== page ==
Announcement

Collapse
No announcement yet.

Company change of ownership California

Collapse
This topic is closed.
X
X
  • Filter
  • Time
  • Show
Clear All
new posts

  • Company change of ownership California

    Hi,

    the company I work for was a joint venture of two large multinationals. These two companies recently merged and the small LLC I worked for was dissolved. Along with most of my colleagues I now work for the merged multinational organization.

    I have been employed continuously for over 20 months now, but technically my employer changed due to this organizational restructuring.

    Now I am pregnant and since it is only a couple of months that I've been officially employed by the multinational, I am worried I will not qualify for FMLA or California family leave, because I will not have 1250 hours service with my "new" employer by my due date.

    Does anyone know how company takeover like this affects the one year/1250 hour employee requirement?

    I would very much appreciate your advice while I await the response of my company's HR dept.

    Thanks!

  • #2
    It's after 4 in the morning where I am so I'm blanking out on what it's called, but your continuity of employment work in your favor. You don't have to have 1,250 hours (or 12 months) solely with the new entity; the time you were with the LLC will count.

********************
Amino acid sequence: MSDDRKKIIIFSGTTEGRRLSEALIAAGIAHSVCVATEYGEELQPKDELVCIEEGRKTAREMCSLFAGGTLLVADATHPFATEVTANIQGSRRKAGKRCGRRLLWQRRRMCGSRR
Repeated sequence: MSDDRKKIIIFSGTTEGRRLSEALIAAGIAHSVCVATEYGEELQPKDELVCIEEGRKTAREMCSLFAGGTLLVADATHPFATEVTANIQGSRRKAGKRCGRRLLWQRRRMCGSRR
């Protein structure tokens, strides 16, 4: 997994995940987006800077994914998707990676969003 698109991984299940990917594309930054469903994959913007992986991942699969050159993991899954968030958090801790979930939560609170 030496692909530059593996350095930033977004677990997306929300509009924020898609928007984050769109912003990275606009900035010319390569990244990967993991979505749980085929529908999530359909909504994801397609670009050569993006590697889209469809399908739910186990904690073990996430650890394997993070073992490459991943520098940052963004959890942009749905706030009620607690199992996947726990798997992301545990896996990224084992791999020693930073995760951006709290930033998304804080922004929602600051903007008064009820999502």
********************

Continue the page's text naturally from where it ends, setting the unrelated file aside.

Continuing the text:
The above answer, whatever it is, assumes that no legally binding and enforceable contract or CBA says otherwise. If it does, then the terms of the contract or CBA apply.

    Comment


    • #3
      Good news and thanks

      Thanks CBG,

      I was told today that I do qualify for FMLA! I appreciate your response at such a late hour.

      Comment


      • #4
        Just for clarification, the term is "sucessor in interest" and the regs can be found at 29 CFR 825.107. At 4 AM, the term not only escaped me as well, but so did my intention to post this info when I was more alert.
        I post with the full knowledge and support of my employer, though the opinions rendered are my own and not necessarily representative of their position. In other words, I'm a free agent.

        Comment


        • #5
          Thank you, Elle, that was exactly what I was trying to think of.
          The above answer, whatever it is, assumes that no legally binding and enforceable contract or CBA says otherwise. If it does, then the terms of the contract or CBA apply.

          Comment

          Working...
          X